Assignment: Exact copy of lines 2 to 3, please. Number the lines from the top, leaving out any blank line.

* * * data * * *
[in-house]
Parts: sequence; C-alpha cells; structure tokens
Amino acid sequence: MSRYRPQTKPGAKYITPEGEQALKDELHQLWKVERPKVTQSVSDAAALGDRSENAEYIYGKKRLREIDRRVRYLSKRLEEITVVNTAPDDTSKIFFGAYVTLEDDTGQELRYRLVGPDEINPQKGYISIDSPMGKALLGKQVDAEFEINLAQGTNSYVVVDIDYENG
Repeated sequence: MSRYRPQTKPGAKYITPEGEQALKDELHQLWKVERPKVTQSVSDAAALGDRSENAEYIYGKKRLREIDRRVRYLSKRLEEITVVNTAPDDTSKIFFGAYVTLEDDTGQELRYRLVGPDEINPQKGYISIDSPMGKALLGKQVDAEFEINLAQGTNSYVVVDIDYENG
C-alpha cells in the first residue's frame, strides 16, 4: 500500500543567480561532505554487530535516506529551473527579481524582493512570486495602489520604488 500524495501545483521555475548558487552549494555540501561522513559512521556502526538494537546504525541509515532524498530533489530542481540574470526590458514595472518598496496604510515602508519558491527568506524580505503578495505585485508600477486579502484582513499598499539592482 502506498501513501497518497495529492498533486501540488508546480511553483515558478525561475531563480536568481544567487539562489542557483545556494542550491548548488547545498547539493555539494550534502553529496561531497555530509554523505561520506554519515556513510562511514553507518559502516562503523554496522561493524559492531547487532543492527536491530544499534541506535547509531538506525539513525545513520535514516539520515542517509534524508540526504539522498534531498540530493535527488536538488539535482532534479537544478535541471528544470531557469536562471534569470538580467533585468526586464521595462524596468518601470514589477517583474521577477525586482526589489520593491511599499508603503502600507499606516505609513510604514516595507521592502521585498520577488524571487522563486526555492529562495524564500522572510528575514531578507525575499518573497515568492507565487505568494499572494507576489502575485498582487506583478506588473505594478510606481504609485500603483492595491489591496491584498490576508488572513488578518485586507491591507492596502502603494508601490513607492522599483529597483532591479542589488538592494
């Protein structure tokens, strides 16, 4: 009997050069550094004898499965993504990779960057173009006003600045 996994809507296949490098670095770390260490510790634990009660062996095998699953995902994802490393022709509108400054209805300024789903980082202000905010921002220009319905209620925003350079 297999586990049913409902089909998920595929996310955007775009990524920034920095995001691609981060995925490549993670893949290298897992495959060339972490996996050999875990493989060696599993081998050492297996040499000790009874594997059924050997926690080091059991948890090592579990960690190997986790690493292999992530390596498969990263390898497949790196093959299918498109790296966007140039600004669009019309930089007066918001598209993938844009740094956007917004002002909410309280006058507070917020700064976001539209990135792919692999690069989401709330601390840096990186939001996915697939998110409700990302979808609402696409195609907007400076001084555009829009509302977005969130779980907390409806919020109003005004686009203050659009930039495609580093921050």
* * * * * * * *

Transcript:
Parts: sequence; C-alpha cells; structure tokens
Amino acid sequence: MSRYRPQTKPGAKYITPEGEQALKDELHQLWKVERPKVTQSVSDAAALGDRSENAEYIYGKKRLREIDRRVRYLSKRLEEITVVNTAPDDTSKIFFGAYVTLEDDTGQELRYRLVGPDEINPQKGYISIDSPMGKALLGKQVDAEFEINLAQGTNSYVVVDIDYENG